You will hear this kind of justification from many who pursue riches: “When I become rich, I will be able to perform good works!” Do not believe them, for they deceive both you and themselves. St. John Climacus knew in depth the most secret motives of men’s souls when he said: “The beginning of love of money is the pretext of almsgiving and the end of it is hatred of the poor” (Step 16). This is confirmed by all lovers of money, both the very rich and the less rich. The average man says: “If only I had money, I would carry out this and that good work!” Do not believe him. Let him not believe himself. Let him look, as in a mirror, at those who have money and who are not willing to do this or that good work. That is how he would be if he acquired some money. Again, the wise John says: “Do not say that you must collect money for the poor, that through this assistance you might gain the Kingdom. Remember, for two mites the Kingdom was purchased” (Step 16) (cf. Luke 21: 2). Truly, the widow in the Gospel purchased it for two mites, and the rich man, before whose gates Lazarus lay, could not purchase it for all of his countless riches. If you have nothing to give to the poor, pray to God that He will give to them, and by this you have performed almsgiving and purchased the Heavenly Kingdom. When St. Basil the New prophesied to the empress, the wife of Emperor Constantine Porphyrogenitus, that she would first give birth to a daughter and then to a son, the empress offered him much gold. The saint refused it. The empress implored him in the name of the Holy Trinity that he take the gold. Then St. Basil took only three pieces of gold and gave it to his needy servant, Theodora, saying: “We do not need too much of these thorns, for they prick much.”
Even in His pain on the Cross, the Lord Jesus did not condemn sinners but offered up pardon for their sins to His Father, saying: They know not what they do (Luke 23: 34)! Let us not judge anyone so that we will not be judged. For no one is certain that, before his death, he will not commit the same sin by which he condemns his brother. St. Anastasius of Sinai teaches: “Even if you see someone sinning, do not judge him, for you do not know what the end of his life will be like. The thief who was crucified with Christ was a murderer, while Judas was an apostle of Jesus, but the thief entered into the Kingdom, and the apostle went to perdition. Even if you see someone sinning, bear in mind that you do not know his good works. For many have sinned openly and repented in secret; we see their sins, but we do not know their repentance. Therefore, brethren, let us not judge anyone so that we will not be judged.”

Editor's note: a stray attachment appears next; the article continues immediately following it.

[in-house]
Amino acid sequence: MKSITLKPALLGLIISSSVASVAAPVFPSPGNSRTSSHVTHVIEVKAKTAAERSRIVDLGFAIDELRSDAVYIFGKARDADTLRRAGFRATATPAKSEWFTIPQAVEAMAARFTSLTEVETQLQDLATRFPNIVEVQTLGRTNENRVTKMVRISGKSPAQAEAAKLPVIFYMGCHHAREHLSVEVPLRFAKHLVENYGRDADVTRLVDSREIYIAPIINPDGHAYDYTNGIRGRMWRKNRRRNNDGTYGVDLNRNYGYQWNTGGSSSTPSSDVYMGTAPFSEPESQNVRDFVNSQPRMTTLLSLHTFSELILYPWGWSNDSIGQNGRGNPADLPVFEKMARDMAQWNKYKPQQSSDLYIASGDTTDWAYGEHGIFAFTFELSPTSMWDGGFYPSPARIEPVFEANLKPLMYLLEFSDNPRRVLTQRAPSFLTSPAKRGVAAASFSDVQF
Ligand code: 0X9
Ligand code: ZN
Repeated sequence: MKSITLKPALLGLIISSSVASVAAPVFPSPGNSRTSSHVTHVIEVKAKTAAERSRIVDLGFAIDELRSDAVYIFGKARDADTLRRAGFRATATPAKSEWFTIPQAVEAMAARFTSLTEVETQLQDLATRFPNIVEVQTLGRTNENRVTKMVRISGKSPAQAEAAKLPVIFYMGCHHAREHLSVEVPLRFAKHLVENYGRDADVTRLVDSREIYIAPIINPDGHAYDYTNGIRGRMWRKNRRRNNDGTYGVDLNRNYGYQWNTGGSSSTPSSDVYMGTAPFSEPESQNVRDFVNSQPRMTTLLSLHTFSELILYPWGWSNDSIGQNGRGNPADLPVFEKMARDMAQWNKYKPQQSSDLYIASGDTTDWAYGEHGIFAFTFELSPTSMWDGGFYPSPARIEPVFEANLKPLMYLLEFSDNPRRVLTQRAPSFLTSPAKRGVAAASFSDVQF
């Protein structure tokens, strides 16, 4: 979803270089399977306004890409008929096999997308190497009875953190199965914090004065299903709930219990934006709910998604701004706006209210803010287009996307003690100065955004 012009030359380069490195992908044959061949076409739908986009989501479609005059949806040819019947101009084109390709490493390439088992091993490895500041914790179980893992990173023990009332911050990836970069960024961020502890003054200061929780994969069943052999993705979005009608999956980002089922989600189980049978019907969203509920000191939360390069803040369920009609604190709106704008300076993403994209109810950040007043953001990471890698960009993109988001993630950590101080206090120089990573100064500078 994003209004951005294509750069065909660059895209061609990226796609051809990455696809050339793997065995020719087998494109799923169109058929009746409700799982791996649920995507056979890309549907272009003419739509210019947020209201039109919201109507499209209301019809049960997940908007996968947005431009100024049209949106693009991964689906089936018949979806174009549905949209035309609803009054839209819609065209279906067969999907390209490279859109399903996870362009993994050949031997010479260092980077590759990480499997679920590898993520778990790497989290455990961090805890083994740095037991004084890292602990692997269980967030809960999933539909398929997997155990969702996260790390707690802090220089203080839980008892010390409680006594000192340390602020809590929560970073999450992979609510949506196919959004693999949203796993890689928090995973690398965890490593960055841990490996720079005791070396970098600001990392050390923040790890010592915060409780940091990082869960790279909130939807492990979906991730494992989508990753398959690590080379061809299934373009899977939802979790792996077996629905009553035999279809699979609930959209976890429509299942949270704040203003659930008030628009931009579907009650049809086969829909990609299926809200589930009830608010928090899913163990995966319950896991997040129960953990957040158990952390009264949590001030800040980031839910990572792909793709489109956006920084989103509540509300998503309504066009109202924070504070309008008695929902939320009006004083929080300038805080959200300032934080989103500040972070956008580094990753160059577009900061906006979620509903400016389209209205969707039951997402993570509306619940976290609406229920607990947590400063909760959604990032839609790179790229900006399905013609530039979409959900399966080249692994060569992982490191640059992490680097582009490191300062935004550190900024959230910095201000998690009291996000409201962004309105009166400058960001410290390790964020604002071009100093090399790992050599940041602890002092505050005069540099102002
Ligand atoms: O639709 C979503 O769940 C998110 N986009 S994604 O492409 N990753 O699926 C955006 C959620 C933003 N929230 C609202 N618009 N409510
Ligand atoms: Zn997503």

That is how John the God-seer saw Jesus after His Resurrection and victory. He saw Him as the Son of Man, clothed in a lengthy garment, girded about with a golden sash, with seven stars in His right hand, and His face shining like the sun at its brightest (cf. Revelation 1: 16). It was with this kind of power and glory that He appeared— He Who on the Cross was not radiant and Who seemed to be the weakest among the sons of men to every passerby. Why was His hair as white as wool and snow? Was not our Lord not yet thirty-four years old when they killed Him? From where, then, comes His white hair? Does not white hair indicate old age? It is true that white hair does indicate old age with mortal man, but with Christ in Glory it indicated more than old age— it indicated eternity. Eternal youthful age! Old age is the past, and youth is the future. At the same time, is He not both? More than all the times past and all times to come, and even beyond time, Christ is eternity beyond time. Why were His eyes like a flame of fire? Because He is the All-seeing. All sorts of things can be hidden from the sun, but of all that is in the heavens, on the earth, or under the earth, nothing can be hidden from His sight. He perceives all the threads of the fabric of nature; He perceives all the atoms in the stones, every drop of water in the sea, every particle of air, and all the thoughts and desires of every created soul. This is the One and the same and no other; He who out of compassion for the human race came to earth, clothed Himself in a mortal and suffering body, was ridiculed, was mocked and was spat upon by sinful men. That is the same One and no other, Who without radiance hung on the Cross between thieves, and as a dead man was buried by Joseph and Nicodemus.
St. Paphnutius prayed to God to reveal whom he (Paphnutius) resembled. He heard a voice which spoke to him: “You are similar to a merchant who seeks goodly pearls; arise and do not be idle!” But why does God not say to every one of us that we are like a merchant who seeks goodly pearls? Because many of us do not seek pearls, but rather bury ourselves under heavy layers of worthless dust. Not everything that the net raises up from the bottom of the sea is a pearl; sometimes it is only mud and sand. The ignorant vie for that mud and sand as though it were a pearl. Only the merchant who recognizes a true pearl casts the net into the sea an untold number of times. He hauls it up, sifts out the mud and sand, until he finds one seed pearl! Why does God compare Paphnutius to a merchant? Because Paphnutius gave away all of his possessions and invested all of his effort and time in order to find that one true seed pearl. That true pearl is a heart cleansed of all passions and evil thoughts and warmed by the flame of love toward God. You too arise, O man, and do not be lazy! Your marketing day is approaching its twilight.